About Expansion and light

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About Expansion and light

Post by Ciaolo on Fri Sep 09, 2016 3:31 am

Hello everyone.

First of all thank you to whoever created this forum, so that I can discuss Mathis theories with someone else constructively.

This question / thought considers the Expansion Theory to be true. This means, that all matter expands at the same rate and this gives us the impression of "gravity" between objects.

Let's take this scenario:
The sun at a certain moment has a diameter of 1. On that instant a ring of photons starts its travel from the "edge" (as seen from us) towards our eyes. After several minutes, this ring arrives and we can give it a size. During this time the sun expanded.

If the photons expanded as well, the ring we see matches the current size of the sun.

If the photons did not expand, the ring we see has the size of the smaller sun of several minutes earlier.

So, my question is, which one is the case? How can we tell? Also I must add that the second scenario would tell us that distances between objects are much smaller than thought, because: imagine a probe going to the sun and measuring its diameter, then returning here where we use that value to confront it with what we see on a telescope and carry out a distance (average). Since the image on the telescope would be much smaller than what the sun really is at that moment, that distance is wrong.

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Re: About Expansion and light

Post by Nevyn on Fri Sep 09, 2016 10:01 am

Hi Ciaolo, welcome to the forum.

I'm not sure I agree with some of your assumptions but I can answer your question definitively. The photons expanded. I say that with absolute certainty (within the confines of the theory) because the only things that exist are BPhotons so if anything is expanding, it is them.

Your assumption that the ring we see matches the current size of the sun does not hold. The ring of photons and the sun are two very different entities and they will expand differently. Well, they will expand exactly the same (as in it is the BPhotons expanding) but the motion of that expansion will affect each entity differently.

The sun is a sphere of photons and the sum of the expansion of those photons causes the surface to move outwards because that is the only unconstrained direction. The ring does not have such constraints so each photon has more freedom in the directions it can go when struck by an adjacent photon because both have expanded. A photon in the ring could move outward, mimicking the suns photons, but they could just as easily move inward. The result of expansion on the ring would be a blurring rather than the ring getting larger.

So the ring we see would be a blurry image of the sun as it was 8 minutes before the measurement. The earth reacts to the charge field of the sun 8 minutes ago. Miles has used that to derive the 1/r^2 drop-off of gravity, which has never been done before.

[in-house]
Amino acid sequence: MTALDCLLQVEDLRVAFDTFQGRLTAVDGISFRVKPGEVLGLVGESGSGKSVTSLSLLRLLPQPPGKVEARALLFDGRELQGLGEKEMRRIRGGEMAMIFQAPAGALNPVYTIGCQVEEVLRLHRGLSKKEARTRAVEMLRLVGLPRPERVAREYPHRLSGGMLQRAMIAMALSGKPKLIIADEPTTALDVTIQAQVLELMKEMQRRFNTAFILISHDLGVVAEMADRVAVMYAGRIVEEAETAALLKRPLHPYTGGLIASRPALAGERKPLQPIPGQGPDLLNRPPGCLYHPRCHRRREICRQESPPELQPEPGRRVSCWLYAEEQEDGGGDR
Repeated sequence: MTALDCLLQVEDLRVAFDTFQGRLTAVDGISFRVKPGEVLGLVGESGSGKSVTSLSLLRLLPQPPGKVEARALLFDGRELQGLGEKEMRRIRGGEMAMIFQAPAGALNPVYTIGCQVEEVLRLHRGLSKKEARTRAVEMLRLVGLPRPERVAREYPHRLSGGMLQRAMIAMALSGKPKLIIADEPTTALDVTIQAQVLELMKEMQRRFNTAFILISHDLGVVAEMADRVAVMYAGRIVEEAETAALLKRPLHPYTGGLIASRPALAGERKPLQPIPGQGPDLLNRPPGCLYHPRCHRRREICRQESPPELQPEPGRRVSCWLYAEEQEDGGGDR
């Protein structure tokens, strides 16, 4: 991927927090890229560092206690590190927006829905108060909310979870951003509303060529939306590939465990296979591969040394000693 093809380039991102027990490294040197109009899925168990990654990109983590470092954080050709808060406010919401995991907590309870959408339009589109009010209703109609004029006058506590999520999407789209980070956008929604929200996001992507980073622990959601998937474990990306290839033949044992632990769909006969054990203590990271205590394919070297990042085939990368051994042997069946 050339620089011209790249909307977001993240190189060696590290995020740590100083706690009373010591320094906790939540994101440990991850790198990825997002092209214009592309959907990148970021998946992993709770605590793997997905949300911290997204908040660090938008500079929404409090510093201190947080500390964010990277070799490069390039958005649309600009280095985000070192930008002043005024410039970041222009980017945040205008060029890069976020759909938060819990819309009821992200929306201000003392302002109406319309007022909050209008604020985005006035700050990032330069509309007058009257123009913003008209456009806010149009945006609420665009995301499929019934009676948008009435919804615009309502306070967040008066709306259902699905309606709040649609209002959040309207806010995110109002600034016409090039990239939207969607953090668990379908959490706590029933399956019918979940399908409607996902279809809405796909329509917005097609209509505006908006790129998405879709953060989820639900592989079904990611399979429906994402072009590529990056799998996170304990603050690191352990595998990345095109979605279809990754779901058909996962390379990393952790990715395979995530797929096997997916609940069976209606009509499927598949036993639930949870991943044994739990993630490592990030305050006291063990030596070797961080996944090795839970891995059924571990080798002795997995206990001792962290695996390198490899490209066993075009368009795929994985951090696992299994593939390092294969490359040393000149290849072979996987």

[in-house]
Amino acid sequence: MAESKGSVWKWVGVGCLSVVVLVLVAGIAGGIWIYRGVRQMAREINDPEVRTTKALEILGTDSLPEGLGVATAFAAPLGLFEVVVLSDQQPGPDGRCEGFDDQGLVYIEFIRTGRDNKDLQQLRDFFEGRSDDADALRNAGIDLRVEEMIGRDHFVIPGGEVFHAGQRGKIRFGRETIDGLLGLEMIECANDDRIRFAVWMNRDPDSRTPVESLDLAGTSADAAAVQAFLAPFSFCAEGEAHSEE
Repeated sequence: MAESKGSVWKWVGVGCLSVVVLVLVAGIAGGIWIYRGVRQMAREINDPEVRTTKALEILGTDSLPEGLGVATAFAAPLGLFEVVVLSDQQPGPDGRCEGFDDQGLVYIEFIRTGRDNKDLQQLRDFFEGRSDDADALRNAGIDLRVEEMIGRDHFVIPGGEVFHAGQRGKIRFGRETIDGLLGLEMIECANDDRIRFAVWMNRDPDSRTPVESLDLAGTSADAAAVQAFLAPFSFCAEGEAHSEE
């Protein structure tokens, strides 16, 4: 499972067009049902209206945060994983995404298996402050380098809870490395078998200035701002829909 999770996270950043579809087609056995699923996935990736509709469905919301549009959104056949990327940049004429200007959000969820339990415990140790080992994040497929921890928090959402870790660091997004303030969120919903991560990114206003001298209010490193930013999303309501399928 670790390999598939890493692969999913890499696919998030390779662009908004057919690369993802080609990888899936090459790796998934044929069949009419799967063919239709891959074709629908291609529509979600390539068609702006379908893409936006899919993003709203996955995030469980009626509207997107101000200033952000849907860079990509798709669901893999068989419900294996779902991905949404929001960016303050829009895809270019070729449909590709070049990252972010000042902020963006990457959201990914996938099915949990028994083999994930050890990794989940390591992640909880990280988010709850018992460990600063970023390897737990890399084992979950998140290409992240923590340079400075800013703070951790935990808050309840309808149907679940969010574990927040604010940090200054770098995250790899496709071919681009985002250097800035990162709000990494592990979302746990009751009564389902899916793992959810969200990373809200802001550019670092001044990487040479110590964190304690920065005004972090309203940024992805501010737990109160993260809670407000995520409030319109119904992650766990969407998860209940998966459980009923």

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Re: About Expansion and light

Post by Ciaolo on Fri Sep 09, 2016 1:18 pm

Nevyn, thank you very much for your answer, it was really helpful.

But I don't quite understand what you mean by blurry, since we can see clear images of the sun and also of other much more distant objects...

Also, what about the true distance between objects? Is what I proposed in the OP true? (That sky objects are much nearer than expected)

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Re: About Expansion and light

Post by LloydK on Fri Sep 09, 2016 2:09 pm

Expansion doesn't make sense in reality, but Tharkun said expansion tendency is balanced by photon emission inward, so I think the expansion tendency is prevented from actually occurring, if he's right. Otherwise, if all matter expanded, it would be obvious, because they would get increasingly closer together.

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Re: About Expansion and light

Post by Nevyn on Fri Sep 09, 2016 7:34 pm

My reply was written about a ring of photons in isolation to everything else. So its photons could only collide with other photons in the ring (and then only the ones next to it since we are assuming a common trajectory). But that is not how reality (in this theory) works. There are photons everywhere, moving in all directions. They don't interact that much, but they can.

Our measuring devices, even our own eyes, won't miss a few photons that didn't make it, if they were knocked off their path by some other stray photon, because our devices measure an average over some time frame. This can help fix the blurriness because we are going to ignore the few photons that have moved slightly outward since there won't be many of them and they won't average out to a large enough value to register in the device. There are plenty of other photons from inside of the circle of photons coming from the sun that can also be nudged outward and take their place.

You would have to block the internal photons as close to the sun as possible to have a ring of photons and even then you wouldn't because the charge emission of the blocking device is also photons (although of a different kind so we could measure the difference, but that doesn't stop them from interfering with the ring of visible light photons on the path to our telescope).